Test your instrument flight rules (IFR) proficiency and sharpen your piloting skills with this exclusive Skies feature! Examine the following approach plate and take your best shot at the accompanying questions:
Campbell River, B.C. (CYBL)
Instrument IQ test
Click the question to see the answer
1.You are planning to depart RWY 12 at CYBL at a time when the FSS is operating. How is takeoff minimum visibility determined?
Since RWY 12 is runway visual range (RVR) equipped this would be the primary means, followed by the accredited observer. PIC does not qualify as a legal means in this situation.
2.Relative to the above, your initial climb groundspeed is expected to be 100 knots. What initial minimum rate of climb is needed to meet the obstacle clearance criteria?
By referring to the table, this converts to a rate of climb of 435 feet per minute until 600 feet ASL.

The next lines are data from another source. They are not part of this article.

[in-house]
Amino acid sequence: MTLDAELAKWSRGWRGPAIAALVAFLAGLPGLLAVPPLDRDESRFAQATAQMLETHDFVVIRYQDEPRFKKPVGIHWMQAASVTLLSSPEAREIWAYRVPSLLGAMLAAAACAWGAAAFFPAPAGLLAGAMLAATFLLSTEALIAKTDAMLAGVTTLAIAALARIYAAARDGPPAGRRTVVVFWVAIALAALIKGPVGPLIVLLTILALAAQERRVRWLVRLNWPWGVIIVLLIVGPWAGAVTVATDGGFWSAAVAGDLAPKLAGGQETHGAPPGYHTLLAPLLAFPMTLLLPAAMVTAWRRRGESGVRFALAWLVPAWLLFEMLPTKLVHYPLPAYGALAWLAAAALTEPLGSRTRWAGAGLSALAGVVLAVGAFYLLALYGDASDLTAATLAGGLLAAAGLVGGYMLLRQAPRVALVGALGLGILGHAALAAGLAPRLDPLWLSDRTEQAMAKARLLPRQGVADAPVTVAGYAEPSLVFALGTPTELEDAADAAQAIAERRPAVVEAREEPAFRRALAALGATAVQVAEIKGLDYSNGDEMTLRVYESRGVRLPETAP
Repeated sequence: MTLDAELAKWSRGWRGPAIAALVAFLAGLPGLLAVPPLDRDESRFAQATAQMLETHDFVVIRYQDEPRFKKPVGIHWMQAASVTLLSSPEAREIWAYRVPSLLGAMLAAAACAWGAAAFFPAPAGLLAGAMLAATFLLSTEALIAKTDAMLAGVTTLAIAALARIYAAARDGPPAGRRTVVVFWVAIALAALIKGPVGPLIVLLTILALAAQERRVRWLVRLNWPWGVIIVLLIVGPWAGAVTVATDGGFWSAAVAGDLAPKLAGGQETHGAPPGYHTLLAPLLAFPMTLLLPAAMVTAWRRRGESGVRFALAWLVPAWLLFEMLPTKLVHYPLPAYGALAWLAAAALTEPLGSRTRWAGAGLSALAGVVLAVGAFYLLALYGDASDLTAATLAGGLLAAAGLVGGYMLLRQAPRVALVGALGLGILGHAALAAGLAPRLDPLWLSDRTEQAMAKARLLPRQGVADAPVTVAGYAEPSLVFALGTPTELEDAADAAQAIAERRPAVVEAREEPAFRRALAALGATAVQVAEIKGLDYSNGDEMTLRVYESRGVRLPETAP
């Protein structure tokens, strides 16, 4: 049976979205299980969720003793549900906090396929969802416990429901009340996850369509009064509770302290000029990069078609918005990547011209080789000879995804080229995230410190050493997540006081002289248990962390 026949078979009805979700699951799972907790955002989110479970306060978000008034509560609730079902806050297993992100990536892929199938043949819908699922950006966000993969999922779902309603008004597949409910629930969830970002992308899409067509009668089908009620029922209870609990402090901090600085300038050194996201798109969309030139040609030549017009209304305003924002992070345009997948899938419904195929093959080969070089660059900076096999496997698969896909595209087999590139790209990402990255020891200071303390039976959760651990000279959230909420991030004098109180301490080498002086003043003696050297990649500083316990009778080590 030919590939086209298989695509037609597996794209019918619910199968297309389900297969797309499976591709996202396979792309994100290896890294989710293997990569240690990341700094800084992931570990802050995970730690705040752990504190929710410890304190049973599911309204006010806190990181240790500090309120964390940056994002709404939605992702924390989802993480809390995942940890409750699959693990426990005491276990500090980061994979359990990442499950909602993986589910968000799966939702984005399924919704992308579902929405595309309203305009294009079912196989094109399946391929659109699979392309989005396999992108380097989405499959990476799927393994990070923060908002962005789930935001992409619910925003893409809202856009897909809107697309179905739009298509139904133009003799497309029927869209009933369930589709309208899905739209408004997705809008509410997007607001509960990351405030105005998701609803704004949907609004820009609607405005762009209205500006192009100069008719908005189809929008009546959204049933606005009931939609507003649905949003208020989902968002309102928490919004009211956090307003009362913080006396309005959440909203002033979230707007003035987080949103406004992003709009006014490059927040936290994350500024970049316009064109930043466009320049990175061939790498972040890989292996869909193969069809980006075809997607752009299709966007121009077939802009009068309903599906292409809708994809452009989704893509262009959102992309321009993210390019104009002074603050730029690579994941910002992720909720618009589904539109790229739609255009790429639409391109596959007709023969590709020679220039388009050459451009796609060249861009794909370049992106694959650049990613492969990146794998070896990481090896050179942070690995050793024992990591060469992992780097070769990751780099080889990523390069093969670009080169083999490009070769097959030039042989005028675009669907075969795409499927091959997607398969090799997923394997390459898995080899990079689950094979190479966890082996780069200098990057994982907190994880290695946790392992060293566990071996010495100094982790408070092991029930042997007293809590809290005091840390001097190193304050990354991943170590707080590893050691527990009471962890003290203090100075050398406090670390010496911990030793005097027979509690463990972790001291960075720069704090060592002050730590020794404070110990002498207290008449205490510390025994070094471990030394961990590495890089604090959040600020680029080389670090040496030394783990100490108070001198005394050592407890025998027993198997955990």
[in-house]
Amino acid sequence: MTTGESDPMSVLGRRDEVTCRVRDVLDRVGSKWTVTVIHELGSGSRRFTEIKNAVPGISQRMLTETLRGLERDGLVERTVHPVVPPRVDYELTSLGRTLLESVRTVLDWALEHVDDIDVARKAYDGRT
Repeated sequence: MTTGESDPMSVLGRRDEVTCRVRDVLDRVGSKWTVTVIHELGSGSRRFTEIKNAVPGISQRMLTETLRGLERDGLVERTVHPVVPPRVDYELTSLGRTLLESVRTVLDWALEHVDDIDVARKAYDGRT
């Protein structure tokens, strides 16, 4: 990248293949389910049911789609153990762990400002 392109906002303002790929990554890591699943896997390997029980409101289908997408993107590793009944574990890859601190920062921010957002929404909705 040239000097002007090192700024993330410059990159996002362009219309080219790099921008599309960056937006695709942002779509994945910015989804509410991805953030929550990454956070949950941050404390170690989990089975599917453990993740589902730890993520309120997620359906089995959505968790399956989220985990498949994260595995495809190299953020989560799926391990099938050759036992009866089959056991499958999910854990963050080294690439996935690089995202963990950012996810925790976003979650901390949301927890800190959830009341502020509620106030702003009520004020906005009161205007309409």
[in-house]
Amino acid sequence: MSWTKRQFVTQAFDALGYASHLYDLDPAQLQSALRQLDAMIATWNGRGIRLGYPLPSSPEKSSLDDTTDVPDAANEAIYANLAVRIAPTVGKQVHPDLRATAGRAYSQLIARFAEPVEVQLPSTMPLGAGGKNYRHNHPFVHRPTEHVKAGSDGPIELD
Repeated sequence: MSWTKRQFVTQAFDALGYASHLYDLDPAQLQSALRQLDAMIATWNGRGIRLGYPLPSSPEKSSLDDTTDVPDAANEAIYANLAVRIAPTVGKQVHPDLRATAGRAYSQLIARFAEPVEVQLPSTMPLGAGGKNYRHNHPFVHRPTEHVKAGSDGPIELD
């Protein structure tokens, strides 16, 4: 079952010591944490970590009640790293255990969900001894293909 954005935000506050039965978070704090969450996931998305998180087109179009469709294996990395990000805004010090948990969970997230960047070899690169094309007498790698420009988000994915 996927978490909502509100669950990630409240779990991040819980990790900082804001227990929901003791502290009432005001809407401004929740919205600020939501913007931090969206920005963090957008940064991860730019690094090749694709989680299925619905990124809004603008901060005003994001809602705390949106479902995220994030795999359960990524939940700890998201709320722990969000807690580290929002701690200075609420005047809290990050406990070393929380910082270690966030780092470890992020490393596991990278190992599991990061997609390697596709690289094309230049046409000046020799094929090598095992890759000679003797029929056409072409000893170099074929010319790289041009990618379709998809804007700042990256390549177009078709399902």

3.Relative to the above, what becomes the required climb gradient upon passing through 600 feet ASL?
It now reverts to the standard climb gradient of 200 feet per NM.
4.If your aircraft is unable to realize the above climb gradient, might you still be able to depart RWY 12? If so, by what means?
Yes, we may be able to depart via SPEC VIS.
5.If planning to depart SPEC VIS with a climb speed of 100 KIAS, what minimum ceiling and visibility are required to legally depart?
Minimum ceiling = 1000 feet; Minimum visibility category B = 1½ SM.
6.Is a General Aviation Approach Ban a possibility if conducting an instrument approach to RWY 12?
Yes, this runway is equipped with an RVR Transmissometer.
John Montgomery is the founder and president of Professional Flight Centre in Delta, B.C., which was established in 1986. A 12,000-hour ATPL pilot and Multi IFR instructor, John also specializes in ground school and seminar instruction. John can be reached at email@example.com.
Where do you find the required ceiling for a spec vis departure on this chart?
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